Alcohol use during pregnancy is a relevant public health concern, and nearly all states have policies that attempt to target pregnant women’s alcohol use. These policies are often categorized as supportive or punitive. Supportive policies facilitate pregnant women’s access to treatment and information, while punitive policies use coercion and punishment in an attempt to change pregnant women’s behavior. Despite the proliferation of these policies, little is known about their effectiveness, particularly how these effects may differ across race/ethnicity.
This study investigates the discrepancy between these policies and their effects on drinking among pregnant women by race and ethnicity. We found that measuring the overall effect of these policies may conceal effects the policies have on different racial subgroups. We found that the health benefits and harms from these policies are not equally distributed across White, Black, and Hispanic women. For example, we found that White women’s drinking is not affected by select punitive policies, but Black and Hispanic women reported less drinking when some of these polices were in effect. This may be because Black and Hispanic women may be more likely than White women to be punished for alcohol use during pregnancy. Due to a small proportion of Hispanic women in our sample, these findings may not be generalizable.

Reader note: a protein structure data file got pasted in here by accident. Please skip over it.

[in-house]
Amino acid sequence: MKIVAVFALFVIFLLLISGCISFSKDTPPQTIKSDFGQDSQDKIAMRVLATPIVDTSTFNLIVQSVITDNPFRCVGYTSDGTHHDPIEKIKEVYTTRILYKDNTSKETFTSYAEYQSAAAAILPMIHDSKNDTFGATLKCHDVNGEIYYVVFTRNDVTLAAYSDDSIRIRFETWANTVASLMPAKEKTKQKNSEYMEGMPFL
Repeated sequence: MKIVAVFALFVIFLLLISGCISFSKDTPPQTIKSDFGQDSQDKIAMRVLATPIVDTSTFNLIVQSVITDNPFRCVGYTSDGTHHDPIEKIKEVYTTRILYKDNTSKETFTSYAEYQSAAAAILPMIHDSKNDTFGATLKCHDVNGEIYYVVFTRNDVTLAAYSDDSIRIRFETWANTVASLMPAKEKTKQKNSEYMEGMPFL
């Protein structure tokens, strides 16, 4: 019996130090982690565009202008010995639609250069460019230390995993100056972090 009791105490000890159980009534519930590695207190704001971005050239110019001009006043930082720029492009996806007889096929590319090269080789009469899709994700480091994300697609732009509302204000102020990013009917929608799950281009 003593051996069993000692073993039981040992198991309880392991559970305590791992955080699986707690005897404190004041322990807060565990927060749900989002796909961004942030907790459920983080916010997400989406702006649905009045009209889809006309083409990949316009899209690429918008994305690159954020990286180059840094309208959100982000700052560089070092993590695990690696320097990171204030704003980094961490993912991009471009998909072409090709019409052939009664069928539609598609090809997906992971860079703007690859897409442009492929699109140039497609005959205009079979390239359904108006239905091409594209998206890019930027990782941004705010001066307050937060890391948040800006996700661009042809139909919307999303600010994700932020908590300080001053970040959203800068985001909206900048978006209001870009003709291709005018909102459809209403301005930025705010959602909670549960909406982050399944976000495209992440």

Additional research should continue to investigate differential effects of race/ethnicity on outcomes such as prenatal care, birth outcomes, and alcohol treatment utilization.
The results of this study, "Differential effects of pregnancy-specific alcohol policies on drinking among pregnant women by race/ethnicity," are available in the journal Health Equity.